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Sugar Valley in Walker County, Georgia — The American South (South Atlantic)
 

Snake Creek Gap

Sherman's First Flanking Movement

 

— Atlanta Campaign Heritage Trail —

 
Snake Creek Gap Marker image. Click for full size.
By Mark Hilton, November 19, 2019
1. Snake Creek Gap Marker
Inscription.  By early May 1864, after wintering around Dalton, Georgia, Confederate General Joseph E. Johnston's approximately 50,000-man “Army of Tennessee” was prepared for battle on Rocky Face Ridge. One of Johnston's defensive necessities was to protect his "lifeline," the Western & Atlantic Railroad, to the south toward Atlanta. Meanwhile, Union Major General William T. Sherman, commanding over 100,000 men positioned in and near Chattanooga, began marching his three combined armies south. Sherman's goals were to destroy both Johnston's army and Confederate war-making capacity throughout the region. He also aimed to capture Atlanta. Rather than launch a major frontal attack against Johnston's strong positions at Dalton, Sherman ordered the “Army of the Tennessee,” led by Union Major General James B. McPherson, to march southwest of Dalton through Snake Creek Gap. This gap had been discovered by Federal reconnaissance over the winter.

Sherman hoped to cut the Confederate army's rail line at Resaca, located near the southern end of the gap. He also wanted to place major portions of his larger

Snake Creek Gap Marker at the Pinhoti Trail Trailhead. image. Click for full size.
By Mark Hilton, November 19, 2019
2. Snake Creek Gap Marker at the Pinhoti Trail Trailhead.
force on either side of the Confederate army at Dalton, thus forcing it to abandon that city and retreat into open country with a reduced capacity for re-supply. Sherman's directive to McPherson was explicit: “Do not fail, in that event, to make most of the opportunity by the most vigorous attack possible.”

While General Sherman's other two armies occupied Confederates on Rocky Face Ridge, General McPherson marched his 24,000-man army toward Snake Creek Gap. Private Thomas W. Moffatt of the 12th Illinois Volunteer Infantry Regiment recalled, “We were...sloshing along over the stones and water of Snake Creek Gap. The road over which we were passing was probably the finest in the world as far as dustlessness was concerned for it was the flat bed of Snake Creek.”

McPherson's troops arrived at the north end of the gap on May 8th, finding it undefended, and by only by a small number of Confederate cavalrymen at its southern end. After noon on the 9th, McPherson notified Sherman that his troops were within two miles of Resaca. Slamming his fist on a table, Sherman excitedly exclaimed, “I've got Joe Johnston dead!” However, General McPherson's army soon encountered about 4,000 Confederates under Brigadier General James Cantey, entrenched near Resaca. Though greatly superior

Snake Creek Gap Marker image. Click for full size.
By Mark Hilton, November 19, 2019
3. Snake Creek Gap Marker
in numbers, McPherson had limited supplies and no cavalry to scout for any possible enemy flank attack. He decided to withdraw to the safety of Snake Creek Gap. On May 12th, in a face-to-face meeting, General Sherman said, "Well, Mac, you have missed the opportunity of a lifetime."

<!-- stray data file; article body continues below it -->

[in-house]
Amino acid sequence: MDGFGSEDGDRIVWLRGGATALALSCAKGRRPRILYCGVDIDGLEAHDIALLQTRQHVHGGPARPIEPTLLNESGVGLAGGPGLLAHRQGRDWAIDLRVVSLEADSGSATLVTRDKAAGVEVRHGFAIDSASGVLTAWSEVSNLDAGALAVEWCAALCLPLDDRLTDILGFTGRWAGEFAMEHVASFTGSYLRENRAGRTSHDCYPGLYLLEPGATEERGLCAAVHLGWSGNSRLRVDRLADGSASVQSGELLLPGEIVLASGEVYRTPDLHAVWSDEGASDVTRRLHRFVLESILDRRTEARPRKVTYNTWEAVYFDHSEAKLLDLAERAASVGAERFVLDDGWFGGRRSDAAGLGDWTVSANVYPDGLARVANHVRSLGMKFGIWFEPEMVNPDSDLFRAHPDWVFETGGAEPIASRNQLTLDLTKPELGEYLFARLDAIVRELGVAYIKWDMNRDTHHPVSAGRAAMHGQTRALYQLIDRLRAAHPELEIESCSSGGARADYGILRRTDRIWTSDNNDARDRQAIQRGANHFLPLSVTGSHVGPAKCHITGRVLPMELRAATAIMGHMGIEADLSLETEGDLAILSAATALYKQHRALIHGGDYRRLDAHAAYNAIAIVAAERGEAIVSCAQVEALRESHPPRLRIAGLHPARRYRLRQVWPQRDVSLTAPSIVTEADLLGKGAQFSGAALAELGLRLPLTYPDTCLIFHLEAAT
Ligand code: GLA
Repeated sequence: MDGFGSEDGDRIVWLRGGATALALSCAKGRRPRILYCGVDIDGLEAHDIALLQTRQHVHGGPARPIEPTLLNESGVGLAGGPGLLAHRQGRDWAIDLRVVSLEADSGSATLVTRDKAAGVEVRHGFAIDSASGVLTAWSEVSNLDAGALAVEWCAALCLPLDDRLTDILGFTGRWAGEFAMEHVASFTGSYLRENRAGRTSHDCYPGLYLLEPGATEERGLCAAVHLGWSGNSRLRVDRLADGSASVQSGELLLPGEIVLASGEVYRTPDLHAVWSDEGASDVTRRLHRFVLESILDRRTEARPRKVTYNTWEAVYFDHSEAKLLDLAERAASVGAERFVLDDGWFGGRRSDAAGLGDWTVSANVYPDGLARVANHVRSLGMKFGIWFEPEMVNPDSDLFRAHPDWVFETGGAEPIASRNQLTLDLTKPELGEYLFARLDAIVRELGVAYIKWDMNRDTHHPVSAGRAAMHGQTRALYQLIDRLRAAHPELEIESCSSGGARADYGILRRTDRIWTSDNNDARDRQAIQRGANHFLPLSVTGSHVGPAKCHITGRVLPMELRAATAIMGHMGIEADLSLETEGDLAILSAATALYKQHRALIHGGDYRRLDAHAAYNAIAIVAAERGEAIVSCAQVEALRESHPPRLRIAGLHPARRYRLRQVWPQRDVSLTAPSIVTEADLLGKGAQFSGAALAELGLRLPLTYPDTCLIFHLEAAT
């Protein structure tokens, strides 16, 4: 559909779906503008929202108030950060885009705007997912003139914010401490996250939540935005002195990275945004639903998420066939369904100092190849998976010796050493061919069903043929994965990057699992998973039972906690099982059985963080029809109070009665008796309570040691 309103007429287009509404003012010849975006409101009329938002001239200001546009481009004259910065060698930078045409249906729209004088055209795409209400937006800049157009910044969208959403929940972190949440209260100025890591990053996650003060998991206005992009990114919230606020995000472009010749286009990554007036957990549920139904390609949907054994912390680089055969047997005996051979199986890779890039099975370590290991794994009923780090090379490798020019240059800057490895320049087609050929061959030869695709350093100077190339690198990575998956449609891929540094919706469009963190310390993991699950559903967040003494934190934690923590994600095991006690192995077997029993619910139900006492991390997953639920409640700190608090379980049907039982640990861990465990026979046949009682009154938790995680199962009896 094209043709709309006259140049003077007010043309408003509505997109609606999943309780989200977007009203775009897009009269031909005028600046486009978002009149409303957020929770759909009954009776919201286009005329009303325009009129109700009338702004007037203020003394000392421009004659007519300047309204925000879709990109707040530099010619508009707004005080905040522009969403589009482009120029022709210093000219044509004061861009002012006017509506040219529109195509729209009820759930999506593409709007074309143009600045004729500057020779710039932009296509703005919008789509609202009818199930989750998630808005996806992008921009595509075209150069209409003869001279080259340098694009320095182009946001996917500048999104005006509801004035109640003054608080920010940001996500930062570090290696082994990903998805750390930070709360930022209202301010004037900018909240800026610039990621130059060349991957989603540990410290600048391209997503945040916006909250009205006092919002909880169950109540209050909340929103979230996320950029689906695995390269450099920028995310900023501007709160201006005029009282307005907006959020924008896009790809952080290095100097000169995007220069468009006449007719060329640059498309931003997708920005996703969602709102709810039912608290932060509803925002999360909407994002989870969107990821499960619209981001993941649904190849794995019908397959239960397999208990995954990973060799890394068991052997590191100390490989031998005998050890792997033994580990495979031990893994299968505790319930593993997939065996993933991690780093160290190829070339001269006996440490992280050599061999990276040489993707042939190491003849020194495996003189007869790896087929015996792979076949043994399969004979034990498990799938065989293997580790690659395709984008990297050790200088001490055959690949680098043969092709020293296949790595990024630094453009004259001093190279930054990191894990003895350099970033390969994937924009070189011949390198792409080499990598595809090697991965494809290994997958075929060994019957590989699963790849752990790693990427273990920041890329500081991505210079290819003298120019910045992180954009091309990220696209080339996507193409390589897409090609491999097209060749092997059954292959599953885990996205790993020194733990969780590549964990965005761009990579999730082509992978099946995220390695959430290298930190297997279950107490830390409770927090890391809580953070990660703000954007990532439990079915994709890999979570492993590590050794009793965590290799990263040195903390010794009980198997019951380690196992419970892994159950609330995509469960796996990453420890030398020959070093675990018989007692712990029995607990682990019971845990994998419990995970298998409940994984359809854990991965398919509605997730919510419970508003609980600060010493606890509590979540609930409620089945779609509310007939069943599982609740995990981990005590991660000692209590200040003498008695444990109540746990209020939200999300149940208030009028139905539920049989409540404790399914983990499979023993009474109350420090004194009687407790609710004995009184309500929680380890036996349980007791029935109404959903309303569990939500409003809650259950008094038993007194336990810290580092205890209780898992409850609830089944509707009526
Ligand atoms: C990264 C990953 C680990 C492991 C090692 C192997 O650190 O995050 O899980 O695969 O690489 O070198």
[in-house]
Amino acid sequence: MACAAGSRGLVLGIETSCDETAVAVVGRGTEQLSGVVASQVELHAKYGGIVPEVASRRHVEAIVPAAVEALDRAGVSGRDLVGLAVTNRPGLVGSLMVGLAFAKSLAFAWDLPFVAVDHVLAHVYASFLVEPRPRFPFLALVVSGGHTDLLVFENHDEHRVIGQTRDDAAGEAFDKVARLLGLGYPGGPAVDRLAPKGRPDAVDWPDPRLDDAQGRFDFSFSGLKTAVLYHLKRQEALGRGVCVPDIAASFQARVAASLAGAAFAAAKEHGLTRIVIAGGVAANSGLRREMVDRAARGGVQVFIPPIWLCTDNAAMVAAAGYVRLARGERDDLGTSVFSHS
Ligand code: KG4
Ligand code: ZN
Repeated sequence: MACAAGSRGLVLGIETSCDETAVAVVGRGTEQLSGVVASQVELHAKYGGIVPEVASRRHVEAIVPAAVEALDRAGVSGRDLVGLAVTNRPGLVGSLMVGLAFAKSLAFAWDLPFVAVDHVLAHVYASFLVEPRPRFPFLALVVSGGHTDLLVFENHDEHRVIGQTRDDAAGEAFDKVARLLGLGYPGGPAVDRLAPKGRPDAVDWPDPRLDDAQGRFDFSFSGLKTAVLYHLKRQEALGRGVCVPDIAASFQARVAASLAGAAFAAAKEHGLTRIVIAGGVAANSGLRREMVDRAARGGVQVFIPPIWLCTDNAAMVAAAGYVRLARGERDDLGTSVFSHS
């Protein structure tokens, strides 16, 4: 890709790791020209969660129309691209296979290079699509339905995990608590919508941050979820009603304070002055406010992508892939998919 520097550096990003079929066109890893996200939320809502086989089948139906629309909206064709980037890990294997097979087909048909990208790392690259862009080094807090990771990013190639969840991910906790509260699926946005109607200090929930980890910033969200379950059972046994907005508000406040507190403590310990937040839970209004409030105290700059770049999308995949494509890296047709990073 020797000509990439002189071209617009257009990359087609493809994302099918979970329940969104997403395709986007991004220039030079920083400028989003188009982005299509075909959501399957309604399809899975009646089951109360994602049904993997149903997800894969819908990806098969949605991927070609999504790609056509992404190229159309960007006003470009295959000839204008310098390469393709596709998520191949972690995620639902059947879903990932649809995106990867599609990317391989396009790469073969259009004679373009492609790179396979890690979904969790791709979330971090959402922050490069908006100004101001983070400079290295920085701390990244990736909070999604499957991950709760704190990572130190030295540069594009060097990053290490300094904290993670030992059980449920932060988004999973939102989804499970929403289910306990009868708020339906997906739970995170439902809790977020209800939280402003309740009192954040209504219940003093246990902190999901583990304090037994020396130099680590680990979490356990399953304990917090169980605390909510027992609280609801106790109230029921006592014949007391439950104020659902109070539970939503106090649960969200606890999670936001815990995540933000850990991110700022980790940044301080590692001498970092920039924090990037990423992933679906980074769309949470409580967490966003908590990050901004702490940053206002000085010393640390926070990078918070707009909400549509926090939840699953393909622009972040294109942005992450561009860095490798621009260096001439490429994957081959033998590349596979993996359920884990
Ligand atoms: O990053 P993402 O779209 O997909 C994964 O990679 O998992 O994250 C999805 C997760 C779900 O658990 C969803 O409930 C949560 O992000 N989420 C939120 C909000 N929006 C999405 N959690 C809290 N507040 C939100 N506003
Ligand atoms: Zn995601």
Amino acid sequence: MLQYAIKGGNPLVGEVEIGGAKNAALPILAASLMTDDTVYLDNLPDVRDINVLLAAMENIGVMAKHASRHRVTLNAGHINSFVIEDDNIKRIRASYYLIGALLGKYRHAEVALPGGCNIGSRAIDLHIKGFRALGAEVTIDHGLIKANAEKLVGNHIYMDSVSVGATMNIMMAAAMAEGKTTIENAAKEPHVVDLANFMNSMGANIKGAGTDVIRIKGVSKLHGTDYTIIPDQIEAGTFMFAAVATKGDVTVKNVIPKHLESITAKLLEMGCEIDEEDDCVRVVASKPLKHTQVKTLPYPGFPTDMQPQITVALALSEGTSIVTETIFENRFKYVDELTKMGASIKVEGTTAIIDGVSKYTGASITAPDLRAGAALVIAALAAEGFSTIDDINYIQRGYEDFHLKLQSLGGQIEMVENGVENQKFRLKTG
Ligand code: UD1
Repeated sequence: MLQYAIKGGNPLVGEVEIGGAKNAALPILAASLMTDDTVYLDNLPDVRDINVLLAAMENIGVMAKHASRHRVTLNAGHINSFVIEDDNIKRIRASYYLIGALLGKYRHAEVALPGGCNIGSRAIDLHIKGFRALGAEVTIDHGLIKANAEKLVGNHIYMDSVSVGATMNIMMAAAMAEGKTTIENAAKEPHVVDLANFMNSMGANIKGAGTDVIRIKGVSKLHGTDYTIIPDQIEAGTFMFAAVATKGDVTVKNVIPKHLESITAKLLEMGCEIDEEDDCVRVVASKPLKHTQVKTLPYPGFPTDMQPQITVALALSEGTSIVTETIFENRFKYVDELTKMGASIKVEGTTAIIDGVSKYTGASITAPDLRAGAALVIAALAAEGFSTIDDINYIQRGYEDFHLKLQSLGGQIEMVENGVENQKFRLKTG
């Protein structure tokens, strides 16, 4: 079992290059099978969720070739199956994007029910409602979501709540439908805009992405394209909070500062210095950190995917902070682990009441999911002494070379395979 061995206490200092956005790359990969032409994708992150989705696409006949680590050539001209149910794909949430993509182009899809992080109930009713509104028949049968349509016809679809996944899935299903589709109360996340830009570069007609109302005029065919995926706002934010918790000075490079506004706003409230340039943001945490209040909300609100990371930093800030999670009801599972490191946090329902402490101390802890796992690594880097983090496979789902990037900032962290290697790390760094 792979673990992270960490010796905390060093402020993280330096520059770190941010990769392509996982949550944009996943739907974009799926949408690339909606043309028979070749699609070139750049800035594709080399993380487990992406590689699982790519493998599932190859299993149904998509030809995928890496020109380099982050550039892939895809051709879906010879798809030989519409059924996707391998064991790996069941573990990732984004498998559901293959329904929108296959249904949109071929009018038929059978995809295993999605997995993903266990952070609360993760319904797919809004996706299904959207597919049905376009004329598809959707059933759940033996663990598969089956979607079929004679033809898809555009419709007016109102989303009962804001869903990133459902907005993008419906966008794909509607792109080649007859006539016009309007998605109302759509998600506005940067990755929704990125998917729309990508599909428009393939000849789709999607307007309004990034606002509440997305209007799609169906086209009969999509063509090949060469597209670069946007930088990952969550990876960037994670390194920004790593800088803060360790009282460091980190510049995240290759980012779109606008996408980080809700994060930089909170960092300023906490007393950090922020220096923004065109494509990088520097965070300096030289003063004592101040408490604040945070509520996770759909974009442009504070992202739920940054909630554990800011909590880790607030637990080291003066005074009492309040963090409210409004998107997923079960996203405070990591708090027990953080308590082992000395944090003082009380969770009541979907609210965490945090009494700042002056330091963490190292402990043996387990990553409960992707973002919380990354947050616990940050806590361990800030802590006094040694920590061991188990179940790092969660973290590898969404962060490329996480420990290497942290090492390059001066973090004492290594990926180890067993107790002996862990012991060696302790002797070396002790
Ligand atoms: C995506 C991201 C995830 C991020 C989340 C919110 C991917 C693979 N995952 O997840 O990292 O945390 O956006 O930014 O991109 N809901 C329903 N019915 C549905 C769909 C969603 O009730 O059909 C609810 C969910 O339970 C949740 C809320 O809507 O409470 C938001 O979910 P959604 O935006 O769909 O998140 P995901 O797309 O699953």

For General Johnston, his failure to adequately guard Snake Creek Gap, and his cavalry's failure to notify him sooner of the Federal flanking movement, could have resulted in a Confederate disaster. General Sherman pushed the bulk of his armies through Snake Creek Gap, Johnston withdrew his army south from Dalton to where reinforcements awaited, and both commanders readied for the first major battle of the Atlanta Campaign, at Resaca on May 14 & 15, 1864.
 
Erected 2019 by Georgia Civil War Heritage Trails, Inc. (Marker Number 13.)
 
Marker series. This marker is included in the Georgia Civil War Trails marker series.
 
Location. 34° 39.847′ N, 85° 3.583′ W. Marker is in Sugar Valley, Georgia, in Walker County. Marker can be reached from Resaca Lafayette Road NW (Georgia Route 136) 4.1 miles north of Connector Route 136 Connector Road, on the right when traveling north. Located at the Pinhoti Trail Trailhead within the Chattahoochee-Oconee

Another nearby Snake Creek Gap Marker 3.9 miles south on GA-136. image. Click for full size.
By Mark Hilton, November 19, 2019
4. Another nearby Snake Creek Gap Marker 3.9 miles south on GA-136.
National Forests. Touch for map. Marker is at or near this postal address: Resaca Lafayette Road NW, La Fayette GA 30728, United States of America. Touch for directions.
 
Other nearby markers. At least 8 other markers are within 6 miles of this marker, measured as the crow flies. Villanow (approx. 3.2 miles away); McPherson’s Army at Snake Creek Gap (approx. 3˝ miles away); a different marker also named Snake Creek Gap (approx. 3.9 miles away); Battles of Tilton (approx. 4.6 miles away); Geary's Division to Dug Gap (approx. 4.7 miles away); Babb's Settlement (approx. 5.1 miles away); Battle of Dug Gap (approx. 5.1 miles away); a different marker also named Battle of Dug Gap (approx. 6 miles away).
 
Categories. War, US Civil
 

More. Search the internet for Snake Creek Gap.
 
Credits. This page was last revised on November 23, 2019. This page originally submitted on November 23, 2019, by Mark Hilton of Montgomery, Alabama. This page has been viewed 61 times since then and 5 times this year. Photos:   1, 2, 3, 4. submitted on November 23, 2019, by Mark Hilton of Montgomery, Alabama.
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